I find that cathedrals, abbeys, etc (and, I’m sure, similar buildings from other cultures and faiths) produce a good supply of photographic material and I’m often to be seen skulking around the aisles with a tripod and a film camera. Cathedrals vary in their attitude to photography; some don’t allow it at all (St Paul’s in London), others only allow it on certain days (Durham), some ask for reassurance that your work is non-commercial (St Nicholas in Newcastle) and others ask you to pay a small amount for a permit (Southwark).
I’m pleased to say that Hexham Abbey in Northumberland has absolutely no restrictions on photographing with tripods (well, possibly they do during services, but I haven’t visited during a service). I’ve been there twice – first time with a Yashicamat 124G and small tripod and the second time with a Mamiya RZ67 and a very large tripod, have been seen by staff, and not had any problems.
Mamiya RZ67, Kodak Ektar film developed in the Digibase C41 kit
On my second visit I had intended to take mainly black and white images, but I got distracted by the colours in the North Transept, seen above. Normally however I find that black and white is a more appropriate treatment for these old buildings – the image itself can look older which helps to convey the fact that the building itself is old.
I don’t normally do much post-processing manipulation of my images – things like swapping in a “better” sky or moving the position of a boat are beyond my comfort boundaries. But for architecture shots, I do often straighten the verticals and all of the above shots were given this treatment using Adobe Lightroom v5.
The tool I use to do this is the “Lens Correction” panel in Lightroom’s Develop Module. The vertical slider is the one I normally need to adjust, by moving it to the left. This will leave some white space at the bottom and the vertical edges of the image, but selecting the “constrain crop” option will remove those edges.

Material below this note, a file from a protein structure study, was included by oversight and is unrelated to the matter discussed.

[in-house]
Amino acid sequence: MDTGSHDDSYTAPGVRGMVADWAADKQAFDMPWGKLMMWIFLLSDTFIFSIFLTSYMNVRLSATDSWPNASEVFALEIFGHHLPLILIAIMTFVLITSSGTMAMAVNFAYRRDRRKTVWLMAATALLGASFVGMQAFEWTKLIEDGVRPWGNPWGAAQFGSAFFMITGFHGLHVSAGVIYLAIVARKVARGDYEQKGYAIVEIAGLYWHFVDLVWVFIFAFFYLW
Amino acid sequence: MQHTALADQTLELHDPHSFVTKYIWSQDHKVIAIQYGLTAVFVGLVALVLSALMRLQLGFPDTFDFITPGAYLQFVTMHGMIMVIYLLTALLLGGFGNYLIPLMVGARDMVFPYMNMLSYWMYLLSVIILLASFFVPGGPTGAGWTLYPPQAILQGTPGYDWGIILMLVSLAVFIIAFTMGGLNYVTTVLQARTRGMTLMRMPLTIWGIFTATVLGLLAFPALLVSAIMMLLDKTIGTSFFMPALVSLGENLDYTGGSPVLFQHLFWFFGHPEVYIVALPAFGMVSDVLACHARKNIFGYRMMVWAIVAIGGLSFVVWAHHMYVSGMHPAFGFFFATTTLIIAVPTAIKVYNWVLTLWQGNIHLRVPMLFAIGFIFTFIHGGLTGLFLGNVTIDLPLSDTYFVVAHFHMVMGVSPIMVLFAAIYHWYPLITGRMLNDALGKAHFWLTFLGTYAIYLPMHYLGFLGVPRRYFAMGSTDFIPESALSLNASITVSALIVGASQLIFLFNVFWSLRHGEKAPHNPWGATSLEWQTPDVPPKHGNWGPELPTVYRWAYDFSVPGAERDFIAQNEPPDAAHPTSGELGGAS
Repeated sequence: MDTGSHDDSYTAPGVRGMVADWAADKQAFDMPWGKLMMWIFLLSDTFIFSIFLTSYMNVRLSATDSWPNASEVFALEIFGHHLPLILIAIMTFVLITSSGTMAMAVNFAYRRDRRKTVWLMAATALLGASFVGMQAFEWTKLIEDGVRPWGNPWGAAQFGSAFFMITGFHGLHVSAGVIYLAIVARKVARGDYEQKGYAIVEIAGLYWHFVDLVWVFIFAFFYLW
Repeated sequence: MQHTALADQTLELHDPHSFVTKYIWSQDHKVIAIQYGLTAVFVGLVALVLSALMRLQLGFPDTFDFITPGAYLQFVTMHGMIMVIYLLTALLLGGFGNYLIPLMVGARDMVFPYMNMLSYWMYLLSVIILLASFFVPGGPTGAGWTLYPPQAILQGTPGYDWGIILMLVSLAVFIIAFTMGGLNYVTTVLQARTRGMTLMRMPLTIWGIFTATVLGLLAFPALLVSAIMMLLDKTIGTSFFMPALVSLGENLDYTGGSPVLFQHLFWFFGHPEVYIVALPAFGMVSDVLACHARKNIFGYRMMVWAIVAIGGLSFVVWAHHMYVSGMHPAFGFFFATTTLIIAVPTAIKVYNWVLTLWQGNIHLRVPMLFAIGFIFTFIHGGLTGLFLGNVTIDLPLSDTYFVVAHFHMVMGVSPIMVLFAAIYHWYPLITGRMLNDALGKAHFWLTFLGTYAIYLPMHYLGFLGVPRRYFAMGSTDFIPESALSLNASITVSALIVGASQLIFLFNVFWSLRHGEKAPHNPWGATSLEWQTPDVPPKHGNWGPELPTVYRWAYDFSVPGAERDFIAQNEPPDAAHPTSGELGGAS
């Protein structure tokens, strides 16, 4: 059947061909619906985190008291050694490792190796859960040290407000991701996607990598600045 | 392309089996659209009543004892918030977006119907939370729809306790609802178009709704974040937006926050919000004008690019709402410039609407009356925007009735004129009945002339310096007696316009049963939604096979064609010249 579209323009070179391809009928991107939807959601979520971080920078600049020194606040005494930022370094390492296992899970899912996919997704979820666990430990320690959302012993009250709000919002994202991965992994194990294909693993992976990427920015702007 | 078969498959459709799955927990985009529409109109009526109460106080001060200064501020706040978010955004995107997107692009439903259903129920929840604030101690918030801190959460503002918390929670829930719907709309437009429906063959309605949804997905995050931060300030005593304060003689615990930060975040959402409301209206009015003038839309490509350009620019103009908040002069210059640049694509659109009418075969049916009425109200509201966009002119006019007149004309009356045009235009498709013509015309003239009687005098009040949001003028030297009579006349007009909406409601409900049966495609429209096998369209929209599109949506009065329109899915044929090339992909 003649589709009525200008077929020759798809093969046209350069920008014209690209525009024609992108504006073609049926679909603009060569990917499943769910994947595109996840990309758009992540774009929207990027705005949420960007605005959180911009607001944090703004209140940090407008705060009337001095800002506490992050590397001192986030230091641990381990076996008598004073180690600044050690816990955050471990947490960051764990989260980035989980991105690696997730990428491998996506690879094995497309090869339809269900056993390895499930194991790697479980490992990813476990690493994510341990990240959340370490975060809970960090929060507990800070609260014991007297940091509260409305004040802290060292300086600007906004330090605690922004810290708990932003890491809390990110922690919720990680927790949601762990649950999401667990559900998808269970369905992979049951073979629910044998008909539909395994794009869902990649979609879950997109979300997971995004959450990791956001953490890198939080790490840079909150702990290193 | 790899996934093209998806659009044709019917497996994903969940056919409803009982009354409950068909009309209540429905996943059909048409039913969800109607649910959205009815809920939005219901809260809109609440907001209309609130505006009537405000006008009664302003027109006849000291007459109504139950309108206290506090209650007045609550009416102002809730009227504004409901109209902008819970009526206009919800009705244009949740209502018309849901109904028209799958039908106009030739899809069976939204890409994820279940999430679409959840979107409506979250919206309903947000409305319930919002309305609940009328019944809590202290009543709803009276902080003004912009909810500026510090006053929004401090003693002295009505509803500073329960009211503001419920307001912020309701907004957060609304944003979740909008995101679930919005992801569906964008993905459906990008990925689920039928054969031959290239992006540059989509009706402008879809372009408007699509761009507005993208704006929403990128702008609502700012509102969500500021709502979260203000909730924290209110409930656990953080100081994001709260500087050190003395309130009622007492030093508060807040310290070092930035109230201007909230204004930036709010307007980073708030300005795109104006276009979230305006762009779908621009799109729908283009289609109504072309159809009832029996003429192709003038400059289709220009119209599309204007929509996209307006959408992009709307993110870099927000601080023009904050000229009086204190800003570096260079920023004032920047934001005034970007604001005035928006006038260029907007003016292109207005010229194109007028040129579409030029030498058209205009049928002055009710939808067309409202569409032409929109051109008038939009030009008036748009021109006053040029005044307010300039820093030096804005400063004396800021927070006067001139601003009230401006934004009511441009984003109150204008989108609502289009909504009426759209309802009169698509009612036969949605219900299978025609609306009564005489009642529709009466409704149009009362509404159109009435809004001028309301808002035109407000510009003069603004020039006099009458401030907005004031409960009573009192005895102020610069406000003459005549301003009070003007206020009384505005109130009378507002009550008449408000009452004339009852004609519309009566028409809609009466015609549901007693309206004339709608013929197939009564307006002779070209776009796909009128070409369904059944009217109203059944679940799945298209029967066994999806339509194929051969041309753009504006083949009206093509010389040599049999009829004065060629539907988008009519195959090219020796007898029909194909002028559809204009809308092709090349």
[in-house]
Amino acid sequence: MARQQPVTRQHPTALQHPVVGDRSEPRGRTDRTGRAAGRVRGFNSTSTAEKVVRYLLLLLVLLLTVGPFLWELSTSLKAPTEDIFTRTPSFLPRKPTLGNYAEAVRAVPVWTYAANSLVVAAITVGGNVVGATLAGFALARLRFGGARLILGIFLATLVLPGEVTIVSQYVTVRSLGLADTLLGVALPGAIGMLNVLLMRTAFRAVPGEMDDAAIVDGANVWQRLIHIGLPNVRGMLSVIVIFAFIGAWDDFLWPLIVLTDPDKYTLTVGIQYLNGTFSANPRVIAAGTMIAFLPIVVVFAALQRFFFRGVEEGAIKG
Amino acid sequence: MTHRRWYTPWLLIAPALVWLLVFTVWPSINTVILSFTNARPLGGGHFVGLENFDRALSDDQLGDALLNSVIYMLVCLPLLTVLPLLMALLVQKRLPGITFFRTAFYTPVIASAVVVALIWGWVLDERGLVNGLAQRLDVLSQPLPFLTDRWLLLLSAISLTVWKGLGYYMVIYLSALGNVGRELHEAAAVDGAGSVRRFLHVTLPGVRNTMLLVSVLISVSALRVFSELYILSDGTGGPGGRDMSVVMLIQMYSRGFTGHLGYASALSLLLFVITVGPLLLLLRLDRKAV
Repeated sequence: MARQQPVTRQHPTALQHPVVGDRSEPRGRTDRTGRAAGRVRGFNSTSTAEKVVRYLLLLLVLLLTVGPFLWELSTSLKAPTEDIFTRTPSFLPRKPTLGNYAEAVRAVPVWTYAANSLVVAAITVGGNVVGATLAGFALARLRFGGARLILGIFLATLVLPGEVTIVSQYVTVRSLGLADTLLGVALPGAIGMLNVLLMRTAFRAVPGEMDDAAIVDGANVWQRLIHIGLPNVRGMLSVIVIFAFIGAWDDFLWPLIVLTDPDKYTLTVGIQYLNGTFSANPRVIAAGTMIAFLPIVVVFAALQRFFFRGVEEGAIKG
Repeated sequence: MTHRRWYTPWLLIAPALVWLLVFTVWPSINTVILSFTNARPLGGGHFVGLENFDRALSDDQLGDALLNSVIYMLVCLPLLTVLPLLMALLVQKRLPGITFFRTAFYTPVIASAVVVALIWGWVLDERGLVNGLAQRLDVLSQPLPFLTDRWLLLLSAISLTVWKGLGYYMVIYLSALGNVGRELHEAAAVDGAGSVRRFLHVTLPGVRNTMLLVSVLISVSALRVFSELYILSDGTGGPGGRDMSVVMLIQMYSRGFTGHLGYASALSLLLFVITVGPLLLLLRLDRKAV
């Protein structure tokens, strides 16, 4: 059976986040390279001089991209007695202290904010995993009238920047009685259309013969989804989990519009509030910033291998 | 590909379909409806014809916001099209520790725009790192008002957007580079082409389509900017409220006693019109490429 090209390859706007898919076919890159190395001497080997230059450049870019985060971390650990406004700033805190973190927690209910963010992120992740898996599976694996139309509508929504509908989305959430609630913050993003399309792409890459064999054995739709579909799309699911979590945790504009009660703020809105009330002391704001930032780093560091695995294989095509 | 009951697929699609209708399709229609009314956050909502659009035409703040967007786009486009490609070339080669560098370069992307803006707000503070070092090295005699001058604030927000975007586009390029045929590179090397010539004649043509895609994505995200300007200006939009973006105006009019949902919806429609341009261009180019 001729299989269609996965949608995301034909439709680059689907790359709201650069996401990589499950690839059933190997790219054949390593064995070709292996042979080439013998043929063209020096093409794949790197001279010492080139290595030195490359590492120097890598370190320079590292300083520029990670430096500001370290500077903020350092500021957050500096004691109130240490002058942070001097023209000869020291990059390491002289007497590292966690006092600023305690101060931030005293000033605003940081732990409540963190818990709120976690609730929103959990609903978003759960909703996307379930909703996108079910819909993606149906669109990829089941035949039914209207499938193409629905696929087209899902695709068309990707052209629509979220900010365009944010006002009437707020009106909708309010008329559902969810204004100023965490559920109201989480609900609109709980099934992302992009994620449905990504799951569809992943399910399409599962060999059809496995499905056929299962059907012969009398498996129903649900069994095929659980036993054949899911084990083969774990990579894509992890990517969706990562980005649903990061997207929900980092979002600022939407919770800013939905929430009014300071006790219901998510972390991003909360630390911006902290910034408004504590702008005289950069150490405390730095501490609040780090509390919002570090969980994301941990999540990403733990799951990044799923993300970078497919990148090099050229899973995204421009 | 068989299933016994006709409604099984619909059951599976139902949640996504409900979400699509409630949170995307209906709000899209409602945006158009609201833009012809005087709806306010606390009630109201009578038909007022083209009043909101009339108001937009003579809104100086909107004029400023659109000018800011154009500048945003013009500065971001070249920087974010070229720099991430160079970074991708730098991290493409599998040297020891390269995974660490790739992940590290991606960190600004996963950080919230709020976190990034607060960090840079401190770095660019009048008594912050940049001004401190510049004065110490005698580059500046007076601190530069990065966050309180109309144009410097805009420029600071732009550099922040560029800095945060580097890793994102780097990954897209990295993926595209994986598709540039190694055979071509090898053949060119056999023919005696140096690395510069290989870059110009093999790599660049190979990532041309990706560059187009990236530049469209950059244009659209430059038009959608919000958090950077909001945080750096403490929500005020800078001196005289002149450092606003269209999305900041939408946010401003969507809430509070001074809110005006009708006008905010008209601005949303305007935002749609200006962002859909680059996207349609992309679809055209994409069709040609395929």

Unfortunately, when you do this you lose some of the original image, so it helps to recognise images where you are likely to want to straighten the verticals. You can then compose with a wider angle of view than you might otherwise choose, to take account of the edges that you will loose when editing the image.
The simple method of using the vertical slider in lens corrections, shown above, works fairly well when the image is vertically symmetrical, which will mean it is OK to straighten both the left side and the right side at the same time.
Sometimes more complex challenges present themselves. In the image below, my viewpoint was at the right hand wall looking diagonally across the stairs to the rear corner, and as a result the left hand side of the image needs much more manipulation than the right side.
I decided to export the image to Photoshop to try some manipulation using the Edit, Transform command. I wasn’t too familiar with this tool so it took a few goes to come up with something passable – see below. This is far from perfect however because you can see that the left wall becomes stretched in the process, so that the double arch on the first floor appears to be twice as wide as it does in the original image. I also converted to mono as I really didn’t like the colours in the original.
While writing this post, I realised that Lightroom has another option which would have avoided taking that last image to Photoshop.
Whereas I had previously used the “Manual” set of options, I tried changing to the “Basic” set and then selected “Full” – this produced, in one click, an image almost identical to the one that Photoshop produced by a more time-consuming route.
Clearly, doing these perspective corrections in software is something I have scope to learn a lot more about. I suspect there is no “right” end product, as some people may prefer more adjustment than others. In the long run, this is the kind of image which I’d like to attempt using a large format camera with movements, but until then, I’ll keep trying with these software kludges.
I hope you enjoyed these images, and if you want to visit Hexham Abbey itself you can check out the visiting arrangements at http://hexham-abbey.org.uk/visiting-the-abbey/visitor-information/